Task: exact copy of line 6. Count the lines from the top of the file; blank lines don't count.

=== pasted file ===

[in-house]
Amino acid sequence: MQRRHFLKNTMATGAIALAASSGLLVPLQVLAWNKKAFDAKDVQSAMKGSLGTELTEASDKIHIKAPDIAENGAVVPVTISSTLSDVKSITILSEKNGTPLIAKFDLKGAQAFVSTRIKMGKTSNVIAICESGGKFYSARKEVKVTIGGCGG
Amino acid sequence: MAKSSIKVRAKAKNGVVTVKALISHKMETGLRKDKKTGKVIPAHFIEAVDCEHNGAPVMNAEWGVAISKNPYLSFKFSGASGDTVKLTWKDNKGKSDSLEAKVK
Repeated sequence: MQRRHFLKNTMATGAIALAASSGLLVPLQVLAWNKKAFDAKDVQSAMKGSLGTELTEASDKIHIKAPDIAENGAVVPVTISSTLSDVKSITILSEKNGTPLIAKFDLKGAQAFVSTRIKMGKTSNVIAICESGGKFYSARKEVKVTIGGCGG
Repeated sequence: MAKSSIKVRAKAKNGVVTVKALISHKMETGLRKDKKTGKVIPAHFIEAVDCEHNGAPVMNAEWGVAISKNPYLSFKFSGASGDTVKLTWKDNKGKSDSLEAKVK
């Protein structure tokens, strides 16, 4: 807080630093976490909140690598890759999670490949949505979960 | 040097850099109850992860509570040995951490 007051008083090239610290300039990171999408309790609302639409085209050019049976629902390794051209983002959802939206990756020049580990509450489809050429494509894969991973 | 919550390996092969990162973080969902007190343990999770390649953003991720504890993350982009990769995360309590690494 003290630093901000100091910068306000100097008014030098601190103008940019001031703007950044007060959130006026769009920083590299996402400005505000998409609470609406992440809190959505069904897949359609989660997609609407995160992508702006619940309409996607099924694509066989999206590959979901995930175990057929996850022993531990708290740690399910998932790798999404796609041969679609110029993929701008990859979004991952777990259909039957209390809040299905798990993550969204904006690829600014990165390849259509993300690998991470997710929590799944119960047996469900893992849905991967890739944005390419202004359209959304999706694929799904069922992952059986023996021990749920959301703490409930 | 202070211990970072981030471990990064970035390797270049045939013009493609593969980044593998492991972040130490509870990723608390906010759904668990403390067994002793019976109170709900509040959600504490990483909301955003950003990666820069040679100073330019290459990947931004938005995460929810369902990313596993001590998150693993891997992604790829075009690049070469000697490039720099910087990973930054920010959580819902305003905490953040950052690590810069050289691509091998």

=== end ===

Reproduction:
């Protein structure tokens, strides 16, 4: 807080630093976490909140690598890759999670490949949505979960 | 040097850099109850992860509570040995951490 007051008083090239610290300039990171999408309790609302639409085209050019049976629902390794051209983002959802939206990756020049580990509450489809050429494509894969991973 | 919550390996092969990162973080969902007190343990999770390649953003991720504890993350982009990769995360309590690494 003290630093901000100091910068306000100097008014030098601190103008940019001031703007950044007060959130006026769009920083590299996402400005505000998409609470609406992440809190959505069904897949359609989660997609609407995160992508702006619940309409996607099924694509066989999206590959979901995930175990057929996850022993531990708290740690399910998932790798999404796609041969679609110029993929701008990859979004991952777990259909039957209390809040299905798990993550969204904006690829600014990165390849259509993300690998991470997710929590799944119960047996469900893992849905991967890739944005390419202004359209959304999706694929799904069922992952059986023996021990749920959301703490409930 | 202070211990970072981030471990990064970035390797270049045939013009493609593969980044593998492991972040130490509870990723608390906010759904668990403390067994002793019976109170709900509040959600504490990483909301955003950003990666820069040679100073330019290459990947931004938005995460929810369902990313596993001590998150693993891997992604790829075009690049070469000697490039720099910087990973930054920010959580819902305003905490953040950052690590810069050289691509091998």